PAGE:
Watterson shows why this line of reasoning is hopelessly, terribly flawed, explaining: “Letting your mind play is the best way to solve problems.” I couldn’t agree more. Yes, reading “I Wandered Lonely as a Cloud,” might not have a direct, practical application to a coder’s line of work; but this doesn’t reduce its impact or importance for the reader. Learning for the sake of learning is one of life’s greatest pleasures. Moreover, to be able to draw from a vast, diverse education is a tremendous resource in any profession—one that can’t be quantified through a certification or license. As Watterson explains, “Reading those turgid philosophers here in these remote stone buildings may not get you a job, but if those books have forced you to ask yourself questions about what makes life truthful, purposeful, meaningful, and redeeming, you have the Swiss Army Knife of mental tools, and it’s going to come in handy all the time.”
Books like Kate Chopin’s The Awakening and movies like Citizen Kane—both of which featured in my liberal arts education—continue to enrich my adult life, much more so than a marketing deck that correlated directly to my career.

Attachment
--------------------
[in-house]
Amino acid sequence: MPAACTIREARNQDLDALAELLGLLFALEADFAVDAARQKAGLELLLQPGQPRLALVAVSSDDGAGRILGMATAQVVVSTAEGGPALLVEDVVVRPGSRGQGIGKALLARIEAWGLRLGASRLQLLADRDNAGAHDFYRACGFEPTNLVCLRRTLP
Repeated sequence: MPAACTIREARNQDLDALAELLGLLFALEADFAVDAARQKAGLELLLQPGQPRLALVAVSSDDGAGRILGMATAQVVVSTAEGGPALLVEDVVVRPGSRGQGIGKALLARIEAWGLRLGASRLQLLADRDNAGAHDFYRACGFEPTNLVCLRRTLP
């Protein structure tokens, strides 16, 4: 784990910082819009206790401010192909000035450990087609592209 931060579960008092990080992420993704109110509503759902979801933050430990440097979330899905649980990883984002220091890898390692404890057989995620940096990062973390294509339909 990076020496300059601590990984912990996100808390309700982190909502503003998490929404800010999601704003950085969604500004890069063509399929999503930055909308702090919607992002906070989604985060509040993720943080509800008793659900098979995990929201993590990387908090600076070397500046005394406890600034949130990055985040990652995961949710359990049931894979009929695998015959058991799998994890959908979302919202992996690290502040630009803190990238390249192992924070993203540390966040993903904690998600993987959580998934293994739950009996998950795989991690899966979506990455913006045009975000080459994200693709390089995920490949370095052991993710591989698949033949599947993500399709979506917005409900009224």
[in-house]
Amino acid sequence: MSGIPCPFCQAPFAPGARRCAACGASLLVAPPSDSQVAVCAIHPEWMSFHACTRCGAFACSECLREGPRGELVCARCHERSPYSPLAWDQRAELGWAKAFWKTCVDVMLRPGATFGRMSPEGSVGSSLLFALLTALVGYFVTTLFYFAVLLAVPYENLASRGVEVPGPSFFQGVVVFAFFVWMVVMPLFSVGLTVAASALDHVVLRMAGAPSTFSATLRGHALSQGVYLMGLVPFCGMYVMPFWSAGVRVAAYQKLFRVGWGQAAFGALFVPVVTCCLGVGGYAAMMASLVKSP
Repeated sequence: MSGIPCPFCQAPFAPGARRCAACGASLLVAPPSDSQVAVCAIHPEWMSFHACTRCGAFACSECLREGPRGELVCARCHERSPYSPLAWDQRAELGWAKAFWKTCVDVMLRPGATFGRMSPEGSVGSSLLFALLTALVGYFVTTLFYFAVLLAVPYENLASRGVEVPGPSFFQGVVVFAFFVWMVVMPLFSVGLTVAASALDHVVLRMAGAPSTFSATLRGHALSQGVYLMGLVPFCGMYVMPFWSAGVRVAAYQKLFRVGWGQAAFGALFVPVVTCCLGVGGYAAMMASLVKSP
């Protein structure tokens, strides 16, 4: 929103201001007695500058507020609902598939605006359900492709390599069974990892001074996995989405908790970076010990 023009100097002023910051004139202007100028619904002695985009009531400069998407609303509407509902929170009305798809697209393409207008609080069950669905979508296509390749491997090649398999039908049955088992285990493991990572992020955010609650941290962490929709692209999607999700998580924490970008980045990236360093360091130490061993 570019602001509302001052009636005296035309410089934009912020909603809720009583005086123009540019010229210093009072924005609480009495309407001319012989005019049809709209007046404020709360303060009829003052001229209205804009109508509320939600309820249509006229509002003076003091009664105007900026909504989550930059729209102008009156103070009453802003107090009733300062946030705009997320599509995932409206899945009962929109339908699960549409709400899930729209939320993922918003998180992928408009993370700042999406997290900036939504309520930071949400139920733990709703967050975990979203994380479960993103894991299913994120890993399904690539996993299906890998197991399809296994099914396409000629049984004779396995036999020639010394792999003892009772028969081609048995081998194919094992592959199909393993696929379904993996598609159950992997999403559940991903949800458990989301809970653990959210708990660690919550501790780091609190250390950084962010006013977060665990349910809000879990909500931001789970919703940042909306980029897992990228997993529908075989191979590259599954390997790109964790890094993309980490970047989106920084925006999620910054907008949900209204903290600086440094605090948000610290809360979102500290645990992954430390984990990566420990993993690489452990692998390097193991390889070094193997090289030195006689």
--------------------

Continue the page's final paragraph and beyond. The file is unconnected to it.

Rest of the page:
2. Don’t expect to have a destination. Do expect to take a ride.
Ten years ago, would I have seen myself writing this particular article, in my current apartment, with my current life? Not really. Does it make perfect sense now? Absolutely. As Watterson explains, “Most of us discover where we are headed when we arrive. At that time, we turn around and say, ‘Yes, this is obviously where I was going all along.’ It’s a good idea to try to enjoy the scenery on the detours, because you’ll probably take a few.”
The old cliché—“life’s a journey, not a destination”—exists for a reason. Unless you’re living in a vacuum or are exceptionally clairvoyant, there’s no real way to definitively map out your life. Moreover, the idea that there’s some sort of linear trajectory is absurd: Life is a continuous ebb and flow of events, where moments of “arrival” quickly turn into moments of departure.
To illustrate this point, Watterson notes that he “smugly” landed his dream career as a political cartoonist right out of college. Within months, he was a spectacular failure, without a job and living with his parents. It was only after some soul-searching that he decided to return to his first love: comic strips. Watterson’s anecdote is a reminder to be present for all of life’s moments—even the ones you’d like to wish away, as they’re often the most formative.